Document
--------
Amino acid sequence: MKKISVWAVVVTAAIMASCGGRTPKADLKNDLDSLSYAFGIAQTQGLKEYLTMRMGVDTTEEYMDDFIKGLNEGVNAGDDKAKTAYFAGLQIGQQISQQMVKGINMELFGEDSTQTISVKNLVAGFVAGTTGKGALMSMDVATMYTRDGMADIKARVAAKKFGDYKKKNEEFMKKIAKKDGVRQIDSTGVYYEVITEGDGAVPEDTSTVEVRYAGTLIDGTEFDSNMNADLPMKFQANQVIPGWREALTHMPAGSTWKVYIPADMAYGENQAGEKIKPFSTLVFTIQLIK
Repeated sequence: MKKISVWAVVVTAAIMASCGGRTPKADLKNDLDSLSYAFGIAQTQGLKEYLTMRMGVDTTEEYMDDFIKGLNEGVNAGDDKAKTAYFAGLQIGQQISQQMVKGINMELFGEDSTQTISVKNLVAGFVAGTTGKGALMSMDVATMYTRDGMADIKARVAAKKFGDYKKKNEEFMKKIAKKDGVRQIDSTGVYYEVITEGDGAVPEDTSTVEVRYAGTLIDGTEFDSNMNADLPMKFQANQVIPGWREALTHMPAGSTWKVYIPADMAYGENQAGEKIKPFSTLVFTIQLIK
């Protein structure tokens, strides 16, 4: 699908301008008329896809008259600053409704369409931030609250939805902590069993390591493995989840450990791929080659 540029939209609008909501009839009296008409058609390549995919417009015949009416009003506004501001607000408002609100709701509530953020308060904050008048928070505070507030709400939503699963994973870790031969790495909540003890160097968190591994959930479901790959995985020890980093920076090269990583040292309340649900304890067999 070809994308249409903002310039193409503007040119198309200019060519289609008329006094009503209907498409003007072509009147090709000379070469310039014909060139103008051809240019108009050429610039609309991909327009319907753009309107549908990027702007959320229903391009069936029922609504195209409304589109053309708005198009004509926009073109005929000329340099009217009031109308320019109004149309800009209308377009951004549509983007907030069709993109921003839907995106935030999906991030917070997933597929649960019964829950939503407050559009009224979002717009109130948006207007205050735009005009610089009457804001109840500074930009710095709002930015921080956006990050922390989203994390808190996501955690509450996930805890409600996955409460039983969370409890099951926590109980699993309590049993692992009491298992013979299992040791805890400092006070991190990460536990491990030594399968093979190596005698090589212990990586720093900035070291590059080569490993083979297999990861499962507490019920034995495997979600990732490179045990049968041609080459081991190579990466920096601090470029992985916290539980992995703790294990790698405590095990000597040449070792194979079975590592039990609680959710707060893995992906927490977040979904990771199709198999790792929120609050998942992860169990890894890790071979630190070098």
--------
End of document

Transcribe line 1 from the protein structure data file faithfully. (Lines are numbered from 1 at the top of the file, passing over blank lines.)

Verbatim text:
Amino acid sequence: MKKISVWAVVVTAAIMASCGGRTPKADLKNDLDSLSYAFGIAQTQGLKEYLTMRMGVDTTEEYMDDFIKGLNEGVNAGDDKAKTAYFAGLQIGQQISQQMVKGINMELFGEDSTQTISVKNLVAGFVAGTTGKGALMSMDVATMYTRDGMADIKARVAAKKFGDYKKKNEEFMKKIAKKDGVRQIDSTGVYYEVITEGDGAVPEDTSTVEVRYAGTLIDGTEFDSNMNADLPMKFQANQVIPGWREALTHMPAGSTWKVYIPADMAYGENQAGEKIKPFSTLVFTIQLIK